Bahrain's vaccine trials target raised

The initial 6,000 volunteer-strong trials were going ‘very smoothly’.

Small toy figures are seen in front of a Covid-19 Vaccine logo in this illustration taken, September 9, 2020.

Small toy figures are seen in front of a Covid-19 Vaccine logo in this illustration taken, September 9, 2020.

REUTERS/Dado Ruvic/Illustration

The target number of volunteers for phase three clinical trials of a potential Covid-19 vaccine in the country has been increased by 1,700, it was confirmed yesterday.

The new development was officially announced by National Taskforce for Combating Coronavirus (Covid-19) monitoring committee head Lieutenant Colonel Dr Manaf Al Qahtani at a Press conference.

It follows the Health Ministry’s keenness to increase the number of volunteers after achieving its target of 6,000 participants in randomised trials of Sinopharm’s Covid-19 potential vaccine, as reported in last night’s GDN.

The initiative was launched in the kingdom on August 10 under the campaign “#4 Humanity”.

Responding to questions by the GDN, Dr Al Qahtani said that 66 per cent of the volunteers had received the vaccine.

The GDN earlier explained how randomised trial rules meant the chance of a volunteer getting the trial vaccine was two thirds, with one third receiving a placebo.

“The target (of volunteers) has been 6,000 which has been achieved, and we have been asked by the organisers to increase the number,” Dr Al Qahtani told the GDN. “This is because of what they have seen – the credibility and efficiency with which Bahrain has organised the trials.

“Increasing the number of clinical trial volunteers will lead to achieving the desired goal … to reach the vaccine faster … so we have approved the request and from today (Wednesday) we are seeking an extra 1,700 volunteers.

“I invite everyone who did not have a chance to participate earlier to step forward.”

He added that the initial 6,000 volunteer-strong trials were going ‘very smoothly’. “The medical team is following up with them and the organisers, Sinopharm. The vaccine is developed by Sinopharm CNBG, the world’s sixth largest producer of vaccines.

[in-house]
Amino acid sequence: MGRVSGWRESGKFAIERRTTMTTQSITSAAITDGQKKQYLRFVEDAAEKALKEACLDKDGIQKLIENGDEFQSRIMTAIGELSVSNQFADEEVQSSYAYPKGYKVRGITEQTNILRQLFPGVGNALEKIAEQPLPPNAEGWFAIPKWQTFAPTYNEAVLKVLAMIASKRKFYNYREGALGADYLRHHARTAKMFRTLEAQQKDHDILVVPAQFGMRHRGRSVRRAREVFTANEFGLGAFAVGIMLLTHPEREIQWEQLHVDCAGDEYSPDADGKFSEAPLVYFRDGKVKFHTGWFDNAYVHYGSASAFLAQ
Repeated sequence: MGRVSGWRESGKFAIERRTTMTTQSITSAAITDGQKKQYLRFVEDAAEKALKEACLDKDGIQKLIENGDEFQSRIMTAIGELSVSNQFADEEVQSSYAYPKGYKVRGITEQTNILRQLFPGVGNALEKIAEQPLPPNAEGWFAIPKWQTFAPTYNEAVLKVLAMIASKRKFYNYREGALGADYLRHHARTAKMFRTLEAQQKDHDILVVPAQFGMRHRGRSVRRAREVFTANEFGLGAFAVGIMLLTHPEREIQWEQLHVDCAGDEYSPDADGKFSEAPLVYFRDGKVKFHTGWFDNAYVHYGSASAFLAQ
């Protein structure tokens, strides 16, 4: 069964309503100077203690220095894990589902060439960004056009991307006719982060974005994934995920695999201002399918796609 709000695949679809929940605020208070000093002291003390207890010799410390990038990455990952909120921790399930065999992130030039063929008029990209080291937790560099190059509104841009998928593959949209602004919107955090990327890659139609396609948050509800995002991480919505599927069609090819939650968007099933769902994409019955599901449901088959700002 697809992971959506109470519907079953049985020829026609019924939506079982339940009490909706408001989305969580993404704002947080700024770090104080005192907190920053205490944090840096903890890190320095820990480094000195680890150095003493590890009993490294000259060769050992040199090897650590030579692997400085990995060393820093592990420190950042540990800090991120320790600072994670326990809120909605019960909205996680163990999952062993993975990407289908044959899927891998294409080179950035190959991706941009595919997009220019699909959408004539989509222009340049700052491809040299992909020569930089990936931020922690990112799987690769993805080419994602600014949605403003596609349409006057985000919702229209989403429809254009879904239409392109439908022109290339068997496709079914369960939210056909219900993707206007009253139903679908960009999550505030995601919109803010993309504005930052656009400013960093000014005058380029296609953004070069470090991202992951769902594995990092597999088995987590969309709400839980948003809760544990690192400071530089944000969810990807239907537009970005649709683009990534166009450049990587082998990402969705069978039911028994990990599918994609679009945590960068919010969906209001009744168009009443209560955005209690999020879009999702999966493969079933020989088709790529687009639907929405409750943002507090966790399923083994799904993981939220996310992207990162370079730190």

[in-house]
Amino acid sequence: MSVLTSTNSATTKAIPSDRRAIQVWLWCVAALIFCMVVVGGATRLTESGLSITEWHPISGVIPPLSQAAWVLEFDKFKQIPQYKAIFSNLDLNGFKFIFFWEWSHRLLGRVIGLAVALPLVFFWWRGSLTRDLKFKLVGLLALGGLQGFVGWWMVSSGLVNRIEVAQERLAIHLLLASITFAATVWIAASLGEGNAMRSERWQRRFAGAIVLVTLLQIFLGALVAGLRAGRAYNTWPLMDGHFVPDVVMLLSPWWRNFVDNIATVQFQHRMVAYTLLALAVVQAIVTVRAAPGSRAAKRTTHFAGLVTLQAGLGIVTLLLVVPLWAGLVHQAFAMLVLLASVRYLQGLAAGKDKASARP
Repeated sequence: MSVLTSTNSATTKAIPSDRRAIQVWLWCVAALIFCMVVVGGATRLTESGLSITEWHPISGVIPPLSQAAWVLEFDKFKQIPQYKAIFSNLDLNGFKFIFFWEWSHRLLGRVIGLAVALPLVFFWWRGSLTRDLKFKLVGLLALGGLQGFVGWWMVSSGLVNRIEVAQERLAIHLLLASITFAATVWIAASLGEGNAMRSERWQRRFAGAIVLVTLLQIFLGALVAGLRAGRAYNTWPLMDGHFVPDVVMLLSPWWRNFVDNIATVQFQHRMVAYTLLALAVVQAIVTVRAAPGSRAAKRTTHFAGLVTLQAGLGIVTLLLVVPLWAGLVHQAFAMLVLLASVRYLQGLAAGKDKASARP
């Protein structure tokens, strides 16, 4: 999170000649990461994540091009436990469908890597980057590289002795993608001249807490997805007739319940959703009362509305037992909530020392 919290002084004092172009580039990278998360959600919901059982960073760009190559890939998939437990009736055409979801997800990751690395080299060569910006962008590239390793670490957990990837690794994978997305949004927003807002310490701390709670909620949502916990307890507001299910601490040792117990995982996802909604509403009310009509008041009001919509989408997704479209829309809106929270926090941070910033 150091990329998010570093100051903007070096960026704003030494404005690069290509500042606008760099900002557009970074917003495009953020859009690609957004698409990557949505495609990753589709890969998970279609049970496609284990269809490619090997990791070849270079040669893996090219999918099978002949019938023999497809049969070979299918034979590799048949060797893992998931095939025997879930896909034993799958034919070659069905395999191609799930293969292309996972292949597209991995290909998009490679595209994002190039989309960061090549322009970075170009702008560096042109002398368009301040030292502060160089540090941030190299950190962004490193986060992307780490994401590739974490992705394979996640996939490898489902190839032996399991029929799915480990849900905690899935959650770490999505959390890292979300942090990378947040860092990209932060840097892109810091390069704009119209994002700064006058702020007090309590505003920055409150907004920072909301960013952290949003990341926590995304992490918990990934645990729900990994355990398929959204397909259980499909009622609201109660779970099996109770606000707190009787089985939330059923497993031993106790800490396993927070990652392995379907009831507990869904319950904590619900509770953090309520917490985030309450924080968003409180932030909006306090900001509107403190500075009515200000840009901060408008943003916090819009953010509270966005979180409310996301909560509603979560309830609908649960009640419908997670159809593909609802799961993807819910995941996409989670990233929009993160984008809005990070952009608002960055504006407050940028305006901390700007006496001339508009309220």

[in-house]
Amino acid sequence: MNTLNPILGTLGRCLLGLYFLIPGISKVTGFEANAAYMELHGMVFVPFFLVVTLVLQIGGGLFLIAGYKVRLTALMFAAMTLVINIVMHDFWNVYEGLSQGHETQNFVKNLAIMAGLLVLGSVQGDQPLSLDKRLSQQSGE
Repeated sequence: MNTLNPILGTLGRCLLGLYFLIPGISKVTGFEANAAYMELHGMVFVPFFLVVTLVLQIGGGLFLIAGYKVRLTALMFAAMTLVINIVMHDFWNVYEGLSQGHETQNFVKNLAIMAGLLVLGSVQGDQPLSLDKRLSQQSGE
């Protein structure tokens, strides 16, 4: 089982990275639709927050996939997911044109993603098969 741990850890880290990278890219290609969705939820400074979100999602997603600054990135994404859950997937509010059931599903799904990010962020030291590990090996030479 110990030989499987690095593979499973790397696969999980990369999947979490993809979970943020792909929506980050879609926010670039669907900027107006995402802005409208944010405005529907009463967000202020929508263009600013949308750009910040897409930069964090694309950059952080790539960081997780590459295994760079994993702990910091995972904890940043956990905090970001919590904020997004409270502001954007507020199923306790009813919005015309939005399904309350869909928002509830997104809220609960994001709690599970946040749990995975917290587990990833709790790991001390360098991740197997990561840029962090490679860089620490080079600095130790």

“We have 66pc of the total receiving the vaccine, so the more volunteers we attract, the more we will be able to provide information which is critical in any clinical trial.

“We achieved our target of 6,000 in six weeks and we thank all the volunteers. They have left an imprint in the field of medical research, contributing to its continuous development and improvement for the sake of mankind.”

Dr Al Qahtani also praised the participation of His Royal Highness Prince Salman bin Hamad Al Khalifa, Crown Prince, Deputy Supreme Commander and First Deputy Premier, in volunteering for the trial, describing it as ‘inspirational’.

He also thanked volunteers taking part in the third phase of the clinical trials in neighbouring UAE, and the Chinese people who participated in the second phase.

Anyone aged 18 and above who wishes to volunteer can go to the Bahrain International Exhibition and Convention Centre (hall 4) between 8am and 8pm.

Dr Al Qahtani also renewed his calls to those who had recovered from the virus to donate plasma for the convalescent plasma therapy, one of the treatments used to help the sick.

The GDN reported earlier that Bahrain completed a clinical trial of plasma therapy on 40 patients, and the results were being analysed by experts.

The country initiated the treatment in April which entails taking antibody-rich plasma donated by recovered Covid-19 patients and injecting it into patients who are severely suffering from the illness.

© Copyright 2020

Copyright 2020 Al Hilal Publishing and Marketing Group Provided by SyndiGate Media Inc. (

Disclaimer: The content of this article is syndicated or provided to this website from an external third party provider. We are not responsible for, and do not control, such external websites, entities, applications or media publishers. The body of the text is provided on an “as is” and “as available” basis and has not been edited in any way. Neither we nor our affiliates guarantee the accuracy of or endorse the views or opinions expressed in this article. Read our full disclaimer policy here.

More From Health